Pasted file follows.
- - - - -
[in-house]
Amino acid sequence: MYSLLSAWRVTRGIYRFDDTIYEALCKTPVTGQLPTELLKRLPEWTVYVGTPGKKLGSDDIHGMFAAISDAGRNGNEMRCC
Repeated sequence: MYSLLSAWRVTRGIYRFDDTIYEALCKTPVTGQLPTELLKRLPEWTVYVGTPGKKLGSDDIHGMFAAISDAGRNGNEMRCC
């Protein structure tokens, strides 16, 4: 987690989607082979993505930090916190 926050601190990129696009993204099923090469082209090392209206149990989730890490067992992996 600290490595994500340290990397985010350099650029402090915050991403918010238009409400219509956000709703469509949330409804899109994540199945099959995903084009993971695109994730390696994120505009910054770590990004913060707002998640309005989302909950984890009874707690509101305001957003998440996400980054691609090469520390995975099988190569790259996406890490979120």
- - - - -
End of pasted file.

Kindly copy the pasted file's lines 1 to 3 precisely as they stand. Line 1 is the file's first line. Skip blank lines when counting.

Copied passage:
[in-house]
Amino acid sequence: MYSLLSAWRVTRGIYRFDDTIYEALCKTPVTGQLPTELLKRLPEWTVYVGTPGKKLGSDDIHGMFAAISDAGRNGNEMRCC
Repeated sequence: MYSLLSAWRVTRGIYRFDDTIYEALCKTPVTGQLPTELLKRLPEWTVYVGTPGKKLGSDDIHGMFAAISDAGRNGNEMRCC